2 Poems by Katarina Boudreaux

The Crown I Wore

I prayed for miracles
then, moveable altar
carried with me.

But the cancer set
like leavened bread
rises unwatched
when left to rest.

Now that she’s dead,
I’ve resorted to
small tokens of luck.

Fava beans, two
dollar bills line
my pockets.

In late hours,
I find the altar
still follows me.

I pray now
not for recovery,
but forgiveness
for praying so long.


“Origins” image by Flickr user BellaCavella

Geese in Winter

Second summer came,
and much like the first,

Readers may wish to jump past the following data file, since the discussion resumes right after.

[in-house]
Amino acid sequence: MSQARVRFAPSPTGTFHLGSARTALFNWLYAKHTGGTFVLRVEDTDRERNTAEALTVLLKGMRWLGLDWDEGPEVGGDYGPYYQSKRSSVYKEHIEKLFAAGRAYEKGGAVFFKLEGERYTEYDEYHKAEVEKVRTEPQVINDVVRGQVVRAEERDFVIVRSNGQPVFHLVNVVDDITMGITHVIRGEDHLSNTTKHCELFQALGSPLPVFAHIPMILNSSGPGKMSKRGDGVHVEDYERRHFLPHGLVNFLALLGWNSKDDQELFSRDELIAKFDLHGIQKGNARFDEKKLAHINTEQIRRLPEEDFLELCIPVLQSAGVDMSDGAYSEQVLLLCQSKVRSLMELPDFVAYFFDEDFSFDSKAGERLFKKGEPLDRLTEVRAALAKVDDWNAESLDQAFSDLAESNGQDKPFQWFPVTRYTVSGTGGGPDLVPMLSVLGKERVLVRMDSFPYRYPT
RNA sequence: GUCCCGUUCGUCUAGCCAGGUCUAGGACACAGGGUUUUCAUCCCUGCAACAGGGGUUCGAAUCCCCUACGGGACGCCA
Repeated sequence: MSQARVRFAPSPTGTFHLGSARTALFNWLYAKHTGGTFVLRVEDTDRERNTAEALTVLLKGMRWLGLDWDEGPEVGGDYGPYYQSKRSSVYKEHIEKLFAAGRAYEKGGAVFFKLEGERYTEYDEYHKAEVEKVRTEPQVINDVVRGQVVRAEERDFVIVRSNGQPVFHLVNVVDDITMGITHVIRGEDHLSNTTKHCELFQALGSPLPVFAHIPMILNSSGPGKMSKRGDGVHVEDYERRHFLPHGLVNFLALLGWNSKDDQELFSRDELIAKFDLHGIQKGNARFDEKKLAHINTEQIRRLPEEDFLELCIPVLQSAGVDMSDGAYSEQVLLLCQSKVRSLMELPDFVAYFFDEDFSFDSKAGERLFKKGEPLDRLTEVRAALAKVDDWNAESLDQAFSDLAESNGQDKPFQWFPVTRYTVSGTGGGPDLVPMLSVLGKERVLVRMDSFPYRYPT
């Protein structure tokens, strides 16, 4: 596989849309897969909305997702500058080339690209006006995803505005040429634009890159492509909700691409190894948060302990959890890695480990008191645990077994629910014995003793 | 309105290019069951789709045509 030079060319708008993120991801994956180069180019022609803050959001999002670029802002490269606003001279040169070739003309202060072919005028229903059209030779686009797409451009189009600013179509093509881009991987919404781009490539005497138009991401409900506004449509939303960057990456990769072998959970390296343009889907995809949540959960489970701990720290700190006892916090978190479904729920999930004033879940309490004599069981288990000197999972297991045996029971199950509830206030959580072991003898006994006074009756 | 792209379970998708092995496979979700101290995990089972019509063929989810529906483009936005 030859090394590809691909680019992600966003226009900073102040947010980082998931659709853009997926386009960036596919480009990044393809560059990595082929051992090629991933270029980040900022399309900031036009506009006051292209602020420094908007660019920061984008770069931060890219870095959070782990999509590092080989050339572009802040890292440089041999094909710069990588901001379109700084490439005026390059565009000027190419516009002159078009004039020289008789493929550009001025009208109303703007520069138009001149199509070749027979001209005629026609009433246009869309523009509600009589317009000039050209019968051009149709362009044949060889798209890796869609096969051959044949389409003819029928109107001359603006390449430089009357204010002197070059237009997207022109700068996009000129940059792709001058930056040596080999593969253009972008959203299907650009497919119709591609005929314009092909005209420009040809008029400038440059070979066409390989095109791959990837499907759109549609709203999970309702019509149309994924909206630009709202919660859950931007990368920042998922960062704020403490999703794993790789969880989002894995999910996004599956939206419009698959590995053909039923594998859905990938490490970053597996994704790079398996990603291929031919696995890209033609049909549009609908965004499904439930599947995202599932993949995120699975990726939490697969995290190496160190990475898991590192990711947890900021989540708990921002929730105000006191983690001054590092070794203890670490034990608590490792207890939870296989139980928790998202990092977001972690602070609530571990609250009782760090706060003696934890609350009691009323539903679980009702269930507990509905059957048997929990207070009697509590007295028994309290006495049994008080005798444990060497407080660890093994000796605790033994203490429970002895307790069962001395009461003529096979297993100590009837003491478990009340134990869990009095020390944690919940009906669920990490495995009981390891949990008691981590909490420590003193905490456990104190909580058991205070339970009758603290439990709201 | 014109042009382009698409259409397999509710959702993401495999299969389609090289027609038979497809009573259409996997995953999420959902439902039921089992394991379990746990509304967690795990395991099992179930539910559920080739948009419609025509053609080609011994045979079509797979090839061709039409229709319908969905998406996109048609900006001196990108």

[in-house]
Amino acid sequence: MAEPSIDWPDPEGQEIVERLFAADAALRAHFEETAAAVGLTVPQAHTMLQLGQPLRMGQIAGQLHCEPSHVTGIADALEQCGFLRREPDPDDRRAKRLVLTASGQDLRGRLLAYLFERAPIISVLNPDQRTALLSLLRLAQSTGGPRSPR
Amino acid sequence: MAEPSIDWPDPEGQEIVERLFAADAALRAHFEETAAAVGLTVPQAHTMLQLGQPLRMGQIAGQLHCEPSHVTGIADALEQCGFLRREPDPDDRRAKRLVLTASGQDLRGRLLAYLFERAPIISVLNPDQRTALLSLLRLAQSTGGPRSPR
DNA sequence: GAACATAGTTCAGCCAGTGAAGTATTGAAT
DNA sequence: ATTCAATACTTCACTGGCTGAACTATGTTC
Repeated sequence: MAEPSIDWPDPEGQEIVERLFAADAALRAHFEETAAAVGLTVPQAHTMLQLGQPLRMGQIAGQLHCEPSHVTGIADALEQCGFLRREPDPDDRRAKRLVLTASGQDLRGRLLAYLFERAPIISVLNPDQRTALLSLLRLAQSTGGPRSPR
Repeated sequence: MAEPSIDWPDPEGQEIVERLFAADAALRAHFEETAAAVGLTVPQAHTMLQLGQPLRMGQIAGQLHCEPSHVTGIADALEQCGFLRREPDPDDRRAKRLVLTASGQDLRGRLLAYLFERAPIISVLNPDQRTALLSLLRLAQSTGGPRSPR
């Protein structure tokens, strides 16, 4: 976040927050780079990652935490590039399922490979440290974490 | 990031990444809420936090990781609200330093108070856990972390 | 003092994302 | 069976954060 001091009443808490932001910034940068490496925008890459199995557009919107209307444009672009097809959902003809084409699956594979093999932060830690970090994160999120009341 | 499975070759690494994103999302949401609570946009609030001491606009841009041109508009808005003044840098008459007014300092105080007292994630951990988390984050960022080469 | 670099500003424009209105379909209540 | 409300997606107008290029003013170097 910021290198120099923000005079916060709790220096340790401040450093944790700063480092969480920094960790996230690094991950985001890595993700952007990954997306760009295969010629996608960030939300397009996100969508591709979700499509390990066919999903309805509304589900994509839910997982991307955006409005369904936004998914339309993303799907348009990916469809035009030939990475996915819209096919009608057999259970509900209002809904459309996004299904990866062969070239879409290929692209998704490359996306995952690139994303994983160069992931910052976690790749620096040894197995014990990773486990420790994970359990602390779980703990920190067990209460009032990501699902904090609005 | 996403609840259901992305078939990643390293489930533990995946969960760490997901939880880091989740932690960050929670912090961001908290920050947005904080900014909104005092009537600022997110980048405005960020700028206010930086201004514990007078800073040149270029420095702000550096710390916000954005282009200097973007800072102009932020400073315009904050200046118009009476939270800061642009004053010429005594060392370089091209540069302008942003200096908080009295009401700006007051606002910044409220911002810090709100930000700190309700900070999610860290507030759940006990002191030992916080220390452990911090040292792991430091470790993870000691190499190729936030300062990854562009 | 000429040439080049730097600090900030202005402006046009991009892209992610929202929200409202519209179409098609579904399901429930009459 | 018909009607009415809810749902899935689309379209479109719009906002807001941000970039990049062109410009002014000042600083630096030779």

there was no word from you.

I expected none
by the third, but when
the birds arrived in
the fourth, I heard your
missive clearly.

It was crafted beautifully,
words of less air and
more sound, but since
it came rain bound,
I couldn’t remember
the specifics when
I looked away.

The tide rolled out
in silky smooth, and
I stayed to watch the
seaweed bake.

Time passed,
and the geese
came and stayed
for the winter.

One of them had
your eyes.

IMG_5047-2Katarina Boudreaux is a writer, musician, composer, tango dancer, and teacher – a shaper of word, sound, and mind. She recently returned to New Orleans after residing in Texas, Connecticut, and New York. New work is forthcoming in Synaesthesia Magazine, Epigraph Magazine, and the Dirty Press. Heartbreak: The Biological Musical will premiere in the NOLA Faux/Real festival in the fall. For more, visit www.katarinaboudreaux.com.